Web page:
With the fight to tame the COVID-19 pandemic ongoing, medical schools are graduating students early to strengthen the workforce within their health systems.

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For most schools, this groundbreaking step is in response to historic circumstances. For Oregon Health & Science University School of Medicine (OHSU), off-cycle graduations are an initiative the medical school has already examined and implemented. In 2018, 25% of the medical school’s fourth year students graduated early. In 2019, that number was 48%, and in 2020 it was 68%.

A recent AMA Innovations in Medical Education Webinar, featuring speakers from NYU Grossman School of Medicine (NYU), the AMA and Oregon Health & Science University, looked at how early graduation is being approached. A recording of the webinar is available in the resources area of the Accelerating Change in Medical Education Community (registration required). The community also is host to an ongoing discussion with leaders in medical education about the impact of the COVID-19 pandemic on training.

Time-based advancement

The AMA and member schools of its Accelerating Change in Medical Education Consortium have long advocated for medical school graduation to be based on competency attainment rather than time.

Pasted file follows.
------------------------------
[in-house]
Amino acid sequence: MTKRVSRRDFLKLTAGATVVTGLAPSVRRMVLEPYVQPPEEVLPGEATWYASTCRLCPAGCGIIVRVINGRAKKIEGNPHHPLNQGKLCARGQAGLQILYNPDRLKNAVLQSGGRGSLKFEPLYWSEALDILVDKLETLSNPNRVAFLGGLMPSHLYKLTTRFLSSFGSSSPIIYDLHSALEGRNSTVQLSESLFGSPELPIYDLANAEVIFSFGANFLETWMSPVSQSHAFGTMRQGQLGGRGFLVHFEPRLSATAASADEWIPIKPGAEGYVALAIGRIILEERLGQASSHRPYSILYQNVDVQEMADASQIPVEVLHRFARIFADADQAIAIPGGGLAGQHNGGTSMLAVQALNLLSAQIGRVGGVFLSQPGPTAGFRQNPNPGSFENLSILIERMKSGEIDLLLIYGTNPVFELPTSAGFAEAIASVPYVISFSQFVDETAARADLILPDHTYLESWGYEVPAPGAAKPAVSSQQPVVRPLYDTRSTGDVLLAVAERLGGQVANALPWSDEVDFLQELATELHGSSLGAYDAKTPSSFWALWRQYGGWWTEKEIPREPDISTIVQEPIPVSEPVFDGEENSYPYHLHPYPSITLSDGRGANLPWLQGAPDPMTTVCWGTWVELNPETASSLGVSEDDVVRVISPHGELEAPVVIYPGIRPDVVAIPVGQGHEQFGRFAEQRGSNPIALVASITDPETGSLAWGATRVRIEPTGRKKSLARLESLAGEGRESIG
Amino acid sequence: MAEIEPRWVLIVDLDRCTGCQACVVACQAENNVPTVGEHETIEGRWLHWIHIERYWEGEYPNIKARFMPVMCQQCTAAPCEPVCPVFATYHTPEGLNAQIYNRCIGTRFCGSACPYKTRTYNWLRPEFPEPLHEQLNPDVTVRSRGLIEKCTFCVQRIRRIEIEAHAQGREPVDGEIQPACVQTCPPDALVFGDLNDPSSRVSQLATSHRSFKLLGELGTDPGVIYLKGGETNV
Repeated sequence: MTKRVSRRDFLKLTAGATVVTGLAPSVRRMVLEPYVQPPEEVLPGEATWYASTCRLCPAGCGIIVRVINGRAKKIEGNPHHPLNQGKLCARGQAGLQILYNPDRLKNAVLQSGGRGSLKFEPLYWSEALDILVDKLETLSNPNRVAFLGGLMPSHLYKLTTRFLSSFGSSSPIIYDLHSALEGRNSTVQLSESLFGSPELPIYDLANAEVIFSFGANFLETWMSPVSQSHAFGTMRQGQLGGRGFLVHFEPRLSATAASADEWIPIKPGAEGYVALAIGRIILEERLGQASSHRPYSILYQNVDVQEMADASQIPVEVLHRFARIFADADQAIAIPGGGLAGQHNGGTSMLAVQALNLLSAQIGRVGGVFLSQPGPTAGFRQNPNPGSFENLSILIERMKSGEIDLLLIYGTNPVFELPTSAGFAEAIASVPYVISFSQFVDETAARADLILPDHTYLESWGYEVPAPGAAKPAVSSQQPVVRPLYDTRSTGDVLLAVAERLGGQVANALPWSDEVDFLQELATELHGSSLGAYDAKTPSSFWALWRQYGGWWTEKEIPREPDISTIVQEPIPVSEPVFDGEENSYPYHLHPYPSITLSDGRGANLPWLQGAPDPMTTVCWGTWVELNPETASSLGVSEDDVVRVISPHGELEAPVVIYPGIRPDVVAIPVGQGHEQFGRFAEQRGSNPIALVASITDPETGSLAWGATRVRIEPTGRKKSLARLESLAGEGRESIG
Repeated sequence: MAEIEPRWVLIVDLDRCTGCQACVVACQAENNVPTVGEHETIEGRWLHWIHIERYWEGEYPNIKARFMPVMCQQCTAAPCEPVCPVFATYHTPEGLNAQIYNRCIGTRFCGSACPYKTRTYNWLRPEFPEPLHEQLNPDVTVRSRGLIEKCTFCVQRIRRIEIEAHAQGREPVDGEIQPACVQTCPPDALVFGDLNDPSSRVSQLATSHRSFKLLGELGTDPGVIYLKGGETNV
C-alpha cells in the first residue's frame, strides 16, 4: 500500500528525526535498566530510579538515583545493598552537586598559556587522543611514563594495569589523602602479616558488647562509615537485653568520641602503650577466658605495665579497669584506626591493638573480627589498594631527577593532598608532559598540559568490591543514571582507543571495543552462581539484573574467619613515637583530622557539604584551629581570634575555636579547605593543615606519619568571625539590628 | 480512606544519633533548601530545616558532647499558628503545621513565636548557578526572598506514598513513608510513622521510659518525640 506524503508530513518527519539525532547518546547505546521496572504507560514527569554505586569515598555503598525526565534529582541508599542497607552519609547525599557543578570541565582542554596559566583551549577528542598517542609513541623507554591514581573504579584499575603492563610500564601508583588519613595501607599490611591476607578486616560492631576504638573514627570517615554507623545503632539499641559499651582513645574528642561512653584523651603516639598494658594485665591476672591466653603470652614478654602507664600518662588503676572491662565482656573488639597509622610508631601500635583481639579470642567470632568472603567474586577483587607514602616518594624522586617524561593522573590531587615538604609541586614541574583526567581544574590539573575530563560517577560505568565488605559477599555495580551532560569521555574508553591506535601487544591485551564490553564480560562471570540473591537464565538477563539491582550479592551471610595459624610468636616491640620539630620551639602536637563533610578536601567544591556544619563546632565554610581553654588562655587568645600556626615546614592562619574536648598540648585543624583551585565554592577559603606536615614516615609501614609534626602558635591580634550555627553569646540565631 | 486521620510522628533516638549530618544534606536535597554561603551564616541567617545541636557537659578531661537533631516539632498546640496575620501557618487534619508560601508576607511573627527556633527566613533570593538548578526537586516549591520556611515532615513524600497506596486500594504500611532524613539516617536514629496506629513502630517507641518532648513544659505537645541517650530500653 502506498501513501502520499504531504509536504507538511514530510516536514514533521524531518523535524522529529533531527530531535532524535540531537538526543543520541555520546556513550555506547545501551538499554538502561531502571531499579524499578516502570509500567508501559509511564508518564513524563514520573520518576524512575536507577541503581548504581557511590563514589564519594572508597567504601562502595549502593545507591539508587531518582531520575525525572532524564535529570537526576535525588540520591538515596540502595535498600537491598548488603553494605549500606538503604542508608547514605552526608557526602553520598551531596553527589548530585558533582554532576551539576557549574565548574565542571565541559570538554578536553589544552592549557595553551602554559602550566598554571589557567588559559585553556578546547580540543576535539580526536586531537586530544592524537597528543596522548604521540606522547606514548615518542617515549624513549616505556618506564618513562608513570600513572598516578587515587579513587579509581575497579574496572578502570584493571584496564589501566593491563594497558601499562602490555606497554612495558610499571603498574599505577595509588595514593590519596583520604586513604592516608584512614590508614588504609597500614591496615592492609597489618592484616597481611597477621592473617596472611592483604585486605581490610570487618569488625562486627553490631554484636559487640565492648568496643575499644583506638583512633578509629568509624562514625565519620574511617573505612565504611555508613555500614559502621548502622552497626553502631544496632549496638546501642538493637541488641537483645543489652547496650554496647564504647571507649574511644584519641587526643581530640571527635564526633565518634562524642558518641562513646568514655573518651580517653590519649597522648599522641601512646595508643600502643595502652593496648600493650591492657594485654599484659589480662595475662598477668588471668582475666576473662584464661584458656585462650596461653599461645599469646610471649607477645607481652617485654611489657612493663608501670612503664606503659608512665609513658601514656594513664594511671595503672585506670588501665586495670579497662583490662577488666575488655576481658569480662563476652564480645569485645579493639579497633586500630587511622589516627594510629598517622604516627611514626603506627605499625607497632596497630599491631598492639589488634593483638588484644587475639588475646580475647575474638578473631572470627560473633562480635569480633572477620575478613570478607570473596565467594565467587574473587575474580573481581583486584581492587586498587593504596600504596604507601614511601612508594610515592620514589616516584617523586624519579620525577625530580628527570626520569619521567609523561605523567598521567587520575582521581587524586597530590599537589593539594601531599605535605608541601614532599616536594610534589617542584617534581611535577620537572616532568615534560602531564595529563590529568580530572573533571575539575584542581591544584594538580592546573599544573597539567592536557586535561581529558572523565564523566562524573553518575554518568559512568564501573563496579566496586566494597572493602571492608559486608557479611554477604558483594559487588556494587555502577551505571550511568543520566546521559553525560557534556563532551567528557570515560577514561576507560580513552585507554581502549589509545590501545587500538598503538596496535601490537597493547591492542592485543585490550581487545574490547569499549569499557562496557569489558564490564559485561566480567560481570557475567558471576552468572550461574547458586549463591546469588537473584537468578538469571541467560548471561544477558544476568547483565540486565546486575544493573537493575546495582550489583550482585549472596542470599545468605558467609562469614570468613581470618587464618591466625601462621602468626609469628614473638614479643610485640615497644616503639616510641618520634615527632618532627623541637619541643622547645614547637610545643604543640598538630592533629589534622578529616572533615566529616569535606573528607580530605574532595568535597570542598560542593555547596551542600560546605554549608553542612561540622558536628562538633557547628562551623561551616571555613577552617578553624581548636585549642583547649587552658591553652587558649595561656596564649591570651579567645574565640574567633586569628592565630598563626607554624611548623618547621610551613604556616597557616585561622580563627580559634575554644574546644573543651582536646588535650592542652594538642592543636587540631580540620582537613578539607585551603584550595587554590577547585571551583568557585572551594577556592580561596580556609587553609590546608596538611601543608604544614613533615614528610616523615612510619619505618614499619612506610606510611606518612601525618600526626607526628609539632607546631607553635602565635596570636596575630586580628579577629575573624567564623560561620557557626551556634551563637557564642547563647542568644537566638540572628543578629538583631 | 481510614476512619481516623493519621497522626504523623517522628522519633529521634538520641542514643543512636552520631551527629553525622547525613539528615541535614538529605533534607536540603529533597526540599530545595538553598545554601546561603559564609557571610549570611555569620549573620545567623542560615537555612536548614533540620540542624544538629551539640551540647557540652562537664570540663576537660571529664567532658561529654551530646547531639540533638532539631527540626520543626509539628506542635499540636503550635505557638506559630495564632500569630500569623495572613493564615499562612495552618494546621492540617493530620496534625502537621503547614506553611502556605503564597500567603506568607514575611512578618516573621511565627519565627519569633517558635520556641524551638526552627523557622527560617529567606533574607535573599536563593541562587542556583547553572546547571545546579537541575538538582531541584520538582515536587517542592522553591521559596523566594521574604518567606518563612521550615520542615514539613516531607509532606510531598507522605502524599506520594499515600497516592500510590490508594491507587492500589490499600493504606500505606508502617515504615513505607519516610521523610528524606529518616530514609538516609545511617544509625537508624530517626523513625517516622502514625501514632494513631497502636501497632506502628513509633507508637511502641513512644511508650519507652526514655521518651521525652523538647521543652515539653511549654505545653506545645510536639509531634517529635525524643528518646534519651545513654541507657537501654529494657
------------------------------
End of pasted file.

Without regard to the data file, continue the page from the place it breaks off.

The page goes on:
Initiatives like the Program to Accelerate Competency-Based Education (PACE) at OHSU, a consortium member school, have worked to follow a competency-based approach to medical education advancement that includes frequent and rigorous assessment of readiness.

The 104 OHSU students who graduated early this year did so after all graduation requirements were met. This differs from other programs that fast-tracked graduation this year and were asked by the Liaison Committee on Medical Education to find activities that might meet requirements for graduation across a school’s curriculum in instances where students had not yet met those requirements.

“Those students over a four-year period experienced a different way of learning,” George Mejicano, MD, OHSU’s senior associate dean for education. “And more importantly, a different way of progressing with regards to their medical education.”

OHSU’s medical school curriculum includes several mechanisms, such as allowing students with health professions experience prior to entering medical school to skip portions of clerkship training, that create a track on which students can graduate at a faster pace.

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What do OHSU’s early graduates do?

While most of OHSU’s early graduates have time in between the completion of medical school and the beginning of residency training, the PACE program’s aim is to change this reality.

“One of the questions we often get when we detail these concepts is why would these students graduate early if there’s no place to put them?” Dr. Mejicano said. “Our goal is certainly to have them enter residency off cycle. But there are other options whether it’s personal enrichment, building skill sets or potentially even earning some money that they may need. The idea is that there are many things an early graduate could potentially do even if they are unable to start residency early.”